2
$\begingroup$

I read an article which suggests black holes could influence the production of stars in the galaxy as the black hole can burst out powerful X-rays to "snowplow" the surrounding dust and gas.

Although the article didn't suggest that spiral galaxies are made this way, I like to think that a supermassive black hole that "burps" lies in the core of every spiral galaxies. Am I mistaken?

Complementary question: does the supermassive black holes inside the Milky Way still "burp" or it is already cured?

$\endgroup$
  • $\begingroup$ Since SMBH's live in the dense bulges of spiral galaxies, the snowplow analogy doesn't spring to mind. Even the largest SMBH have less than a percent of the galactic mass, so it seems to me that they are a consequence rather than a cause of galaxism. AFAIK their jets are perpendicular to their galactic plane because of billions of stellar winds pushing it outwards, not necessarily because the rotation axis of the BH is aligned with the galaxy's shape. $\endgroup$ – LocalFluff Jan 6 '16 at 12:21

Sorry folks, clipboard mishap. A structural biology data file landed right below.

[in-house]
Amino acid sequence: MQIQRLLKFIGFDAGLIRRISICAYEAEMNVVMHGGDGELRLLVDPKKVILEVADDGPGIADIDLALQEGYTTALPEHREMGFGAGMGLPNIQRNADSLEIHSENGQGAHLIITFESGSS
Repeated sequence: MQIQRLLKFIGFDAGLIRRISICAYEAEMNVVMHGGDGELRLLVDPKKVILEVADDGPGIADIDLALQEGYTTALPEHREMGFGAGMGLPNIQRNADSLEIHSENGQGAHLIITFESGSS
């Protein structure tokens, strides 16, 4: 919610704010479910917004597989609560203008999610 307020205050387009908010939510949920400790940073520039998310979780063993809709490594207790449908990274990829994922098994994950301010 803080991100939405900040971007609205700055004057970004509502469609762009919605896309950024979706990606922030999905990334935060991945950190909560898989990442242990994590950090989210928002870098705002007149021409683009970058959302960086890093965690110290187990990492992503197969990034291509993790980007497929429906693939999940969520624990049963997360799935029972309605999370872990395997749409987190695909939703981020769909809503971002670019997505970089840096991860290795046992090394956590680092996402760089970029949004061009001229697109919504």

3
$\begingroup$

Does the supermassive black holes inside the Milky Way still "burp" or it is already cured

Technically, black holes don't burp it's the material that falls into a black hole, as it gets tightly squeezed and under enormous spiral and magnetic forces it shoots out gamma rays at the poles perpendicular to the accretion disk. More details here.

The super-massive black hole (not holes as there's just one) in the center of the milky way isn't currently "burping" but the next time it eats a star it's expected to "burp" again. I remember reading that this may happen sometime in the next 10,000 years or so, but I couldn't find the article just now.

"Burping" or Jets of material are more active when galaxies are young. The quasars observed by large telescope operate in that way.

I like to think that a supermassive black hole that "burps" lies in the core of every spiral galaxies. Am I mistaken?

This is essentially correct. Quoting this article

Astronomers believe that supermassive black holes lie at the center of virtually all large galaxies

Black holes are surprisingly good at shooting material back into space, strange as that may sound. Source.

$\endgroup$

Your Answer

By clicking “Post Your Answer”, you agree to our terms of service, privacy policy and cookie policy

Not the answer you're looking for? Browse other questions tagged or ask your own question.